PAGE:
COVID-19 and involuntary detention – An emergency medicine or emergency management responsibility?

Associate Professor Nicola Cunningham1, Doctor Joel Wilson1, Ms Trudy Cox1

1St Vincent’s Hospital Melbourne, , Australia, 2Victorian Institute of Forensic Medicine, , Australia

The COVID-19 pandemic has thrown up innumerable challenges throughout the world, nowhere are these more evident than in the healthcare system. In emergency medicine, there is new urgency around the clinical and ethical dilemmas we face as we make decisions that impact upon the lives of our patients. We are accustomed to upholding our duty of care and acting in the best interests of patients when they are incapacitated, intoxicated or psychiatrically unwell. But what is our duty of care when the actions and decisions are weighed against the impact of COVID-19 on the lives of others?

Are there circumstances in which our duty of care to our community trumps our duty to our patient? Can we breach our duty to an individual patient to protect the best interests of the wider community? How much danger does the community need to be in, and how imminent does that danger need to be? The COVID-19 pandemic has pushed these questions to the forefront.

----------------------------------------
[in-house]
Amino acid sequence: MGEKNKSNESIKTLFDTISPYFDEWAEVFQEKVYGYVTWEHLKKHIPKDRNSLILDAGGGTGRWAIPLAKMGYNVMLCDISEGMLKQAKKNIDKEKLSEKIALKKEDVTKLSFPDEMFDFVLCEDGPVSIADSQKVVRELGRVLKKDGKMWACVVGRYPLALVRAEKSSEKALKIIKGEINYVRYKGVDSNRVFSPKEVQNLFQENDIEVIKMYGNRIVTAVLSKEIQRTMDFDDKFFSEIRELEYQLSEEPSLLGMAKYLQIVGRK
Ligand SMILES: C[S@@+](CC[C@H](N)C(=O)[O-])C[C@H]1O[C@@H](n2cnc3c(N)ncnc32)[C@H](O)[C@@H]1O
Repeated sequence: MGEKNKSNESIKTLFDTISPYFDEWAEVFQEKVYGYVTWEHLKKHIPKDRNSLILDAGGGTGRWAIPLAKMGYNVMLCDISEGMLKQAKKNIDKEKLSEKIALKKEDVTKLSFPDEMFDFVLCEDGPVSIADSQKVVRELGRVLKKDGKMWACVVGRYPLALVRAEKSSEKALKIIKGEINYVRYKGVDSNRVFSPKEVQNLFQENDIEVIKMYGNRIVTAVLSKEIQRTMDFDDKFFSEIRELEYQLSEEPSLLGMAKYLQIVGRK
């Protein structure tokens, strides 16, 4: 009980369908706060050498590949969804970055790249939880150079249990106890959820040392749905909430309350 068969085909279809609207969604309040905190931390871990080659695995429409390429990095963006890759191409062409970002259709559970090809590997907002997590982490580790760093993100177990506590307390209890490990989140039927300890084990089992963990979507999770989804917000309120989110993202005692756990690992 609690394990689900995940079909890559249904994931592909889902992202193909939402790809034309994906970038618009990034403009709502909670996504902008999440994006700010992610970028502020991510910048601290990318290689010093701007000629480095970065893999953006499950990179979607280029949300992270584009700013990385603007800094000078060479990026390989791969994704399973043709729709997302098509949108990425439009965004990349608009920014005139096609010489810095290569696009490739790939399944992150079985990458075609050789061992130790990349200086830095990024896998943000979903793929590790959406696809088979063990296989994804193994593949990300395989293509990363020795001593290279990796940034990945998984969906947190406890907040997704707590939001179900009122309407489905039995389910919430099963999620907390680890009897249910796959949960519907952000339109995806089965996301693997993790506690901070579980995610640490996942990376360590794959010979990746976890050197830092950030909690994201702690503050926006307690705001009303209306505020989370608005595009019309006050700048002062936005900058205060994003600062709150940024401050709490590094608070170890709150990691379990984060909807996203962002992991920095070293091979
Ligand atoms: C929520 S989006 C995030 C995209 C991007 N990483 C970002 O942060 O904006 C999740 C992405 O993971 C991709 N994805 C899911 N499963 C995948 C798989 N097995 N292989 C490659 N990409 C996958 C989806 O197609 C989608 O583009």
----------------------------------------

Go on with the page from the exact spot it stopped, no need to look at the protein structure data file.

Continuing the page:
We present a case that explores the complex issues of respect for autonomy and the principle of non-maleficence, in the setting of COVID-19 and public health orders. We illustrate the uncomfortable uncertainty that exists surrounding care of some of the most vulnerable and disenfranchised patients in the community when their actions are contrary to public health recommendations. With reference to mental health and public health legislation across Australian jurisdictions, we examine the ethical and legal considerations when faced with these difficult, and increasingly common scenarios.


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